- Clip the carabiner and prepare the hitch by pulling it tightly from both ends.
If you’re at the anchor, you can make yourself stable with one hand and tie the one-handed Clove Hitch. To do so, grab the rope with your finger pointed up and put it in the carabiner, form a loop, and do the same thing again. Finally, clip the carabiner and pull the rope to tighten it.
What you need to know: The best part about Clove Hitch is that it’s effortless to untie and doesn’t jam under a heavy load. It unravels pretty quickly when you unclip the carabiner.
One downside is that Clove Hitch doesn’t bode well with a repeated load like a belay station as it can untie during loading and unloading. For that reason, it’s often used with a backup knot like Figure 8. Girth Hitch, Overhand Bend, and Autoblock Knot are pretty effective alternatives to a Clove Hitch.
4. Double Fisherman’s Bend
Double Fisherman’s Bend (or the Grapevine Knot) is probably the best and most secure way to join two climbing ropes together. The bend doesn’t necessarily get entangled, but it gets nigh-impossible to tie with a load present unless you know the correct method.
How to tie Double Fisherman’s Bend:
- Pick up the working ends of two ropes and bring one on top of another, overlapping. Hold one rope in your fist with your thumb guiding its working end.
- Wrap the working hand of the other rope in your opposite hand over your thumb and the first rope. Bring the end under first and wrap it again to make an X-like shape.
- Take your thumb out slowly without disrupting the loop and feed the working end of the second rope inside the loop. Pull the knot tightly. This is essentially one overhand knot.
- Pull the first rope out to repeat the process to make the second overhand knot.
- First, dress the two knots properly by pulling them from both ends. Next, pull the ropes from either end to make the knots closer, thus forming a Double Fisherman’s Bend.
Ps…you can repeat the overhand knot process once to make it a Triple Fisherman’s Bend if you’re using a slippery rope.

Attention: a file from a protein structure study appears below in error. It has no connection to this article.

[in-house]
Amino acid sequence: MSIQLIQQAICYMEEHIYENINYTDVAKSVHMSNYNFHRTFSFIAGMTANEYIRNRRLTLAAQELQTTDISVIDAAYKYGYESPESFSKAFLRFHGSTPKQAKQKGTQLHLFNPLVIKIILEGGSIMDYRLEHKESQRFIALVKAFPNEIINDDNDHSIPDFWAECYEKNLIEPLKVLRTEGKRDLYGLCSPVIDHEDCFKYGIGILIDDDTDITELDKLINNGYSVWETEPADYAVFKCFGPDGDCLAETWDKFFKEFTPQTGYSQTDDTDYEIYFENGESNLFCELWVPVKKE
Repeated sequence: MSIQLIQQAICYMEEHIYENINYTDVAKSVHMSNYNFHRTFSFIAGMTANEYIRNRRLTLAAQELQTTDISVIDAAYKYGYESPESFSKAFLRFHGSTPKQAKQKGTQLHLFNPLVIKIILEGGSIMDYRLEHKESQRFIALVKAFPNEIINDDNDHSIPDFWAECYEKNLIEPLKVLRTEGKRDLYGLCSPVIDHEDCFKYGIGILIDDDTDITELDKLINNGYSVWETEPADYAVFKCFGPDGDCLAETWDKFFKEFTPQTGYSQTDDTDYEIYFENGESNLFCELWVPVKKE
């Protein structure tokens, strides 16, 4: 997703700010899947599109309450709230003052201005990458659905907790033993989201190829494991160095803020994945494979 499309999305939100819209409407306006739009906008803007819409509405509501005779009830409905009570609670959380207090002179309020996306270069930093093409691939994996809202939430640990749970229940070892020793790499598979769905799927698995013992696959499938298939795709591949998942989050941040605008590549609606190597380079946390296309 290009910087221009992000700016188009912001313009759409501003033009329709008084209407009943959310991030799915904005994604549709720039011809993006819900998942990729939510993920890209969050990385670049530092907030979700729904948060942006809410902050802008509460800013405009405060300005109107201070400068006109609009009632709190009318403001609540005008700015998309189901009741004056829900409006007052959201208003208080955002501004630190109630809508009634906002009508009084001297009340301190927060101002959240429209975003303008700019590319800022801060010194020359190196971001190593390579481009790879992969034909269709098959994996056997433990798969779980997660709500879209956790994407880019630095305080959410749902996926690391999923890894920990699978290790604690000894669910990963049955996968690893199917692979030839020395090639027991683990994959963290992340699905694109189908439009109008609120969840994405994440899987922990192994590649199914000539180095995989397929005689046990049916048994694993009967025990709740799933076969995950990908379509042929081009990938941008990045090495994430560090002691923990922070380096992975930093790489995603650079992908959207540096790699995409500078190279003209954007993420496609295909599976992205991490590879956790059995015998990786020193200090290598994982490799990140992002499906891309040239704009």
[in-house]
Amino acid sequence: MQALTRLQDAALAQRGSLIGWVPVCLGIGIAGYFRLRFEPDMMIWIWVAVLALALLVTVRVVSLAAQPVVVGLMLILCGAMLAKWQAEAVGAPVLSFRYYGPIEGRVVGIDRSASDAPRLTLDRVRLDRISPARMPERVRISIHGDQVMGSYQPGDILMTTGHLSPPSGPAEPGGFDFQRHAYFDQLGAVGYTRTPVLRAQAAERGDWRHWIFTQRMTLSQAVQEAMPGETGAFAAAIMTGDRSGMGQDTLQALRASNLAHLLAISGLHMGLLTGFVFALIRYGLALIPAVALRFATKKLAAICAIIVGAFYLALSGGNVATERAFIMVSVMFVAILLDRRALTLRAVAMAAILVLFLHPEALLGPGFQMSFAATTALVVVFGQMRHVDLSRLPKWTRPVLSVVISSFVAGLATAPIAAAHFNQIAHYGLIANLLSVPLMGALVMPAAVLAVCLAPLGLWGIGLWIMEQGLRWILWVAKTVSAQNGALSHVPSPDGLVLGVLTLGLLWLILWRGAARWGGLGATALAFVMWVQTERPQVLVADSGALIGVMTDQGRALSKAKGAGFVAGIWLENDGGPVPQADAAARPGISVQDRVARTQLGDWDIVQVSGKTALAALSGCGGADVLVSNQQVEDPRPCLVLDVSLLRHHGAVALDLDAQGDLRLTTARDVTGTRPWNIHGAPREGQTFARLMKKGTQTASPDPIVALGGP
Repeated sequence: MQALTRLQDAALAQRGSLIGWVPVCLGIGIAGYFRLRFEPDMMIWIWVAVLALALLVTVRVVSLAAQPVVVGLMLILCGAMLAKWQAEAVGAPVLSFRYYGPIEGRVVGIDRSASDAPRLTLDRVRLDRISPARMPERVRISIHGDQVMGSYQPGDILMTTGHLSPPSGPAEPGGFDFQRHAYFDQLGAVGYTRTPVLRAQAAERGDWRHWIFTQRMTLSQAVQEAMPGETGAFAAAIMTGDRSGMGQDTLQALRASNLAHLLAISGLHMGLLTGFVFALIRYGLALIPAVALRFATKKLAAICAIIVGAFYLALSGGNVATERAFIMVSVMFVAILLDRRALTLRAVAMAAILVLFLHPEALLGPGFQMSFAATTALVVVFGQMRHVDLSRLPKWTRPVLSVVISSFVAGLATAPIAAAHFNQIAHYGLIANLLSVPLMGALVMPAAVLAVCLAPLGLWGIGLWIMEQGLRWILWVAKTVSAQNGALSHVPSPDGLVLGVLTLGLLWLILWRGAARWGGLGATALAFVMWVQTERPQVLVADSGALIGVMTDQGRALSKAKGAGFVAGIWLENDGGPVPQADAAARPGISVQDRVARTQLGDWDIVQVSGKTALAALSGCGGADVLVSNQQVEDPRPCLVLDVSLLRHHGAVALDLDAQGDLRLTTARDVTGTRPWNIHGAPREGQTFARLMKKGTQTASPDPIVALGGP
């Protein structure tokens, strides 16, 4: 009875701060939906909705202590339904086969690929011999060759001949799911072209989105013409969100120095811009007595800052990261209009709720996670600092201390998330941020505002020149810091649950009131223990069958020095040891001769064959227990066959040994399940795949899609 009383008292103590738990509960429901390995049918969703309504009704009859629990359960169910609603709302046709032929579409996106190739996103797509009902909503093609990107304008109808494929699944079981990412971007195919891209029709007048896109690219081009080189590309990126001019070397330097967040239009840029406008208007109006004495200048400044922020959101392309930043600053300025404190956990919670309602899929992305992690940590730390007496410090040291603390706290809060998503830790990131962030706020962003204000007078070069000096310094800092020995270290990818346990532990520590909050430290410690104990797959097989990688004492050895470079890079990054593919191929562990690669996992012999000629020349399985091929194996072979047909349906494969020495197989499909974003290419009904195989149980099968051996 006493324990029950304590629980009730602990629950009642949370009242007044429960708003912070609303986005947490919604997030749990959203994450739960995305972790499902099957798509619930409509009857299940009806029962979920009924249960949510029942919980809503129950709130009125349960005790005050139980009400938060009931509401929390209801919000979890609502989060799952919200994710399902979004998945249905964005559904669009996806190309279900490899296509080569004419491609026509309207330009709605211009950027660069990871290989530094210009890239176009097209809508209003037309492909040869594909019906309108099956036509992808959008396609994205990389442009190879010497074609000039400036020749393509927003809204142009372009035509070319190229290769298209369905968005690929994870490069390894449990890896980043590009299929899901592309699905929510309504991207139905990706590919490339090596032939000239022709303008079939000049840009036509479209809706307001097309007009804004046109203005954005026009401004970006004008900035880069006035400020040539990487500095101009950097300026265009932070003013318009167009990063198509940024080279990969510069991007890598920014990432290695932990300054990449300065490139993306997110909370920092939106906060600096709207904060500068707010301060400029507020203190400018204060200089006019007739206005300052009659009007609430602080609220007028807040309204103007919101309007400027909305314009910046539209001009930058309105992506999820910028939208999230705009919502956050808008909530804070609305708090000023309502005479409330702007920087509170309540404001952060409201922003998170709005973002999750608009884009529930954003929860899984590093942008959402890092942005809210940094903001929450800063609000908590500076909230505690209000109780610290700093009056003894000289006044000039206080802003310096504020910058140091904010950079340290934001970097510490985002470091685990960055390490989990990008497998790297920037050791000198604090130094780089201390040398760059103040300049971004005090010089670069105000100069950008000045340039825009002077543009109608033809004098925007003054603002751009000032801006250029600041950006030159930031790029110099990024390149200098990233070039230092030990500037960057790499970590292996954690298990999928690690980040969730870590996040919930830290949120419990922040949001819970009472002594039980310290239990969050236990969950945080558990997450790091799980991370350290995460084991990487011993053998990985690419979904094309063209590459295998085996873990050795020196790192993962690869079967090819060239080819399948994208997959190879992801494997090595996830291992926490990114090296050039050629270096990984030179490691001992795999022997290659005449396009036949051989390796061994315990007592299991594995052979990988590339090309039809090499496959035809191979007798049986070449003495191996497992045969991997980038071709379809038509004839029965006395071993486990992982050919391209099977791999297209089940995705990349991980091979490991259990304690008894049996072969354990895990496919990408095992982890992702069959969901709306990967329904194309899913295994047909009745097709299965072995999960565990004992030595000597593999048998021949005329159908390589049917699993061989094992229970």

What you need to know: The knot (bend) is almost perfect with its unbreachable security. I guess the only downside is that it can only be used to tie two ropes together and not two pieces of webbing.
5. Barrel Knot (Triple Overhand Knot)
The Barrel Knot is used on end as a closing system when you’re rappelling or belaying to work as the final layer of security. It’s there to prevent the rope from passing through the belay device.
How to tie a Barrel Knot:
- Pull out an arm’s length of the working end and wrap it around your hand such that the working end is at the back.
- Wrap working and standing end over the hand such that they make an X. Next, wrap the working end once more to form three parallel loops and then feed the working end through all three of them.
- Pull out your hand carefully and tighten the knot by pulling both ends.
- Finally, dress the knot to make sure the three loops are parallel. Pull the strands to bring the loops closer.
What you need to know: If a triple is too much, you can just do a double overhand knot, also called the Stopper Knot. These knots are pretty bulky and secure with a well-balanced trefoil-face as long as you tie them correctly. The only downside to a Barrel Knot is that it takes quite some practice to learn it properly.
6. Bowline Knot
A Bowline Knot is best for tying your rope to a tree or other natural anchors.
How to tie a Bowline Knot:
- Wrap the rope around the intended object and form a loop on the standing end by crossing the rope.
- Feed the working end through that loop – make sure it’s parallel to the standing end for a secure knot. Repeat the process by bringing the working end behind the standing end and then feeding it through the loop.
- Finally, pull the strands to tighten it up and dress the knot, so the ends are parallel.
What you need to know: A bowline knot is quite strong and won’t untie with a load. Although it’s better to use a stopper knot as a backup. Bowline gets loose when shaken without a load.
Ps…if you want to use a Bowline knot with a harness, I recommend using a Double Bowline Knot.
And as I said earlier, there are many other knots you can choose from. I recommend trying out a couple to see what suits you. The six I have mentioned are my personal favorites and will be more than enough to perform most climbing tasks without a hitch. Pun intended.